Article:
6 Anderson et al. A probablty dstrbuton {π(x} s a statonary dstrbuton for the chan f π(xaf(x = x for a suffcently large class of functons f or, takng f(y= 1 x (y and usng Eq. (3, f π(x ν k + ν kλ k (x ν k + ν k = π(x λ k (x (5 k k for all x n the state space. If the network s weakly reversble, then the state space of the Markov chan s a unon of closed, rreducble communcatng classes. (Ths fact follows because f the Markov chan can proceed from state x to state y va a sequence of reactons, weak reversblty of the network mples those reactons can be undone n reverse sequental order by another sequence of reactons. Also, each closed, rreducble communcatng class s ether fnte or countable. Therefore, f a statonary dstrbuton wth support on a sngle communcatng class exsts t s unque and lm P ( X(t = x X( = y = π(x, t for all x,y n that communcatng class. Thus, the statonary dstrbuton gves the longterm behavor of the system. Solvng Eq. (5 s n general a formdable task. However, n Secton 4 we wll do so f the network s weakly reversble, has a defcency of zero, and f the rate functons λ k (x satsfy mass-acton knetcs, (4. We wll also show that the statonary dstrbuton s of product form. More specfcally, we wll show that for each communcatng class there exsts a c R m > and a normalzng constant M> such that c x π(x = M π (x := M x! =1 =1 satsfes Eq. (5. The c n the defnton of π wll be shown to be the th component of an equlbrum value of the analogous determnstc system descrbed n the next secton. In Secton 6, we wll solve (5 for more general knetcs Determnstc models and the defcency zero theorem Under an approprate scalng lmt (see Secton 4.1 the contnuous tme Markov chan (1, (2, (4 becomes x(t = x( + k ( ( f k x(s ds (ν k ν k := x( + f ( x(s ds, (6 where the last equalty s a defnton and f k (x = κ k x ν 1k 1 x ν 2k 2 x ν mk m, (7 whereweusetheconventon = 1. We say that the determnstc system (6 hasmassacton knetcs f the rate functons f k have the form (7. The proof of the followng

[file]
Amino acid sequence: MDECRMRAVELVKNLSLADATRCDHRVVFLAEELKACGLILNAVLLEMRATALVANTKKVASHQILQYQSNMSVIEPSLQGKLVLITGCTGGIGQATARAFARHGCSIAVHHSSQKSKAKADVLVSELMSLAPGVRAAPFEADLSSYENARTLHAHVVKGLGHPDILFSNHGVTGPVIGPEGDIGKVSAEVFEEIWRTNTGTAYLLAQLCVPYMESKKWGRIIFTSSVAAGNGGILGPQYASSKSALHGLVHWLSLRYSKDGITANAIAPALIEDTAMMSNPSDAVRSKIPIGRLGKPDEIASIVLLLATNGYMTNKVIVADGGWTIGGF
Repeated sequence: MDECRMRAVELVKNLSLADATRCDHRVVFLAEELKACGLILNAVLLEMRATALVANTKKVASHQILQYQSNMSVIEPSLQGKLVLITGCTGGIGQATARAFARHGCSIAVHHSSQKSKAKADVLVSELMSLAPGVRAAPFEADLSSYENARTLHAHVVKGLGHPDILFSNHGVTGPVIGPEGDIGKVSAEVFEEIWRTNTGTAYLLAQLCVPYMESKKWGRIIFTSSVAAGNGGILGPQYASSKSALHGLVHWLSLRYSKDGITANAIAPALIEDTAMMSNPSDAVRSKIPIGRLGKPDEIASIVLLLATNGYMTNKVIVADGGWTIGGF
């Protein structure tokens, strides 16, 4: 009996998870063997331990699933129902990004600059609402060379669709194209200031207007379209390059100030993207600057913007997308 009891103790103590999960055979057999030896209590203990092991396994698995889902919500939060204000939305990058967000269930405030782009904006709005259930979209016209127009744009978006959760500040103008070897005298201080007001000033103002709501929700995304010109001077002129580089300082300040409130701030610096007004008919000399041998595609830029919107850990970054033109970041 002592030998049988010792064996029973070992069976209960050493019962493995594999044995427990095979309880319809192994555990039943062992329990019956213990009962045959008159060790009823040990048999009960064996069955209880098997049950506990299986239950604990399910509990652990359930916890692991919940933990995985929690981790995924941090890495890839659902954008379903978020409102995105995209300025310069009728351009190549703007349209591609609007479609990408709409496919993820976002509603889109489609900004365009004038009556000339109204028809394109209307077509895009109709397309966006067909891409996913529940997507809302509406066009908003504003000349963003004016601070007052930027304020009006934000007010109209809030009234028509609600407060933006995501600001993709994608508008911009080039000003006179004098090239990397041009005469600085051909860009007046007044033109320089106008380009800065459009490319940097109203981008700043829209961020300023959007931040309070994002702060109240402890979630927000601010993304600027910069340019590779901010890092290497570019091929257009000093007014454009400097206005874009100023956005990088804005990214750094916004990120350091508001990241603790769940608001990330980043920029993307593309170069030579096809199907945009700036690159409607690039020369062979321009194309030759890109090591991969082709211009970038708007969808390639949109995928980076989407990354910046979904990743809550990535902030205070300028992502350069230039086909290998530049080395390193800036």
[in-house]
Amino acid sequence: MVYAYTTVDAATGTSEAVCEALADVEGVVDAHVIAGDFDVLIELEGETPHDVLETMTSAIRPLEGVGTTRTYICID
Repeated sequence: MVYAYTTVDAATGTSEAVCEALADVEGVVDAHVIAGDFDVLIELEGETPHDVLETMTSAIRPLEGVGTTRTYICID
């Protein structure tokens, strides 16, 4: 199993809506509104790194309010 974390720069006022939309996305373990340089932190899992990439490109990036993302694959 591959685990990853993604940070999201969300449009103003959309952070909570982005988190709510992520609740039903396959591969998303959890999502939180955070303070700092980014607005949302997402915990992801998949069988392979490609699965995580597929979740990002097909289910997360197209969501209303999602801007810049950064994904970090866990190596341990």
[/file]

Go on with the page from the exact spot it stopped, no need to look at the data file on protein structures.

7 Product-Form Statonary Dstrbutons for Defcency Zero Chemcal theorem by Fenberg can be found n Fenberg (1979 or Fenberg (1995. We note that the full statement of the defcency zero theorem actually says more than what s gven below and the nterested reader s encouraged to see the orgnal work. Theorem 3.1 (The Defcency Zero Theorem. Consder a weakly reversble, defcency zero chemcal reacton network {S, C, R} wth dynamcs gven by (6 (7. Then for any choce of rate constants {κ k }, wthn each postve stochometrc compatblty class there s precsely one equlbrum value, and that equlbrum value s locally asymptotcally stable relatve to ts compatblty class. The dynamcs of the system (6 (7 take place n R m. However, to prove the defcency zero theorem, t turns out to be more approprate to work n complex space, denoted R C, whch we wll descrbe now. For any U C, let ω U : C {, 1} denote the ndcator functon ω U (ν k = 1 {νk U}. Complex space s defned to be the vector space wth bass {ω νk ν k C}, where we have denoted ω {νk } by ω νk. If u s a vector wth nonnegatve nteger components and w s a vector wth nonnegatve real components, then let u!= u! and w u = wu, where we nterpret = 1 and!=1. Let Ψ : R m R C and A κ : R C R C be defned by Ψ(x= ν k C x ν k ω νk, A κ (y = ν k ν k R κ k y νk (ω ν k ω νk, where the subscrpt κ of A κ denotes the choce of rate constants for the system. Let Y : R C R m be the lnear map whose acton on the bass elements {ω νk } s defned by Y(ω νk = ν k. Then Eqs. (6 (7 can be wrtten as the coupled set of ordnary dfferental equatons ẋ(t = f ( x(t = Y ( A κ ( Ψ ( x(t. Therefore, n order to show that a value c s an equlbrum of the system, t s suffcent to show that A κ (Ψ (c =, whch s an explct system of equatons for c. In partcular, A k (Ψ (c = f and only f for each z C {k:ν k =z} κ k c νk = {k:ν k =z} κ k c ν k, (8 where the sum on the left s over reactons for whch z s the product complex and the sum on the rght s over reactons for whch z s the source complex. The followng has been shown n Horn and Jackson (1972 and Fenberg (1979 (see also Gunawardena, 23. Theorem 3.2. Let {S, C, R} be a chemcal reacton network wth dynamcs gven by (6 (7 for some choce of rate constants, {κ k }. Suppose there exsts a c R m > for whch A κ (Ψ (c =, then the followng hold: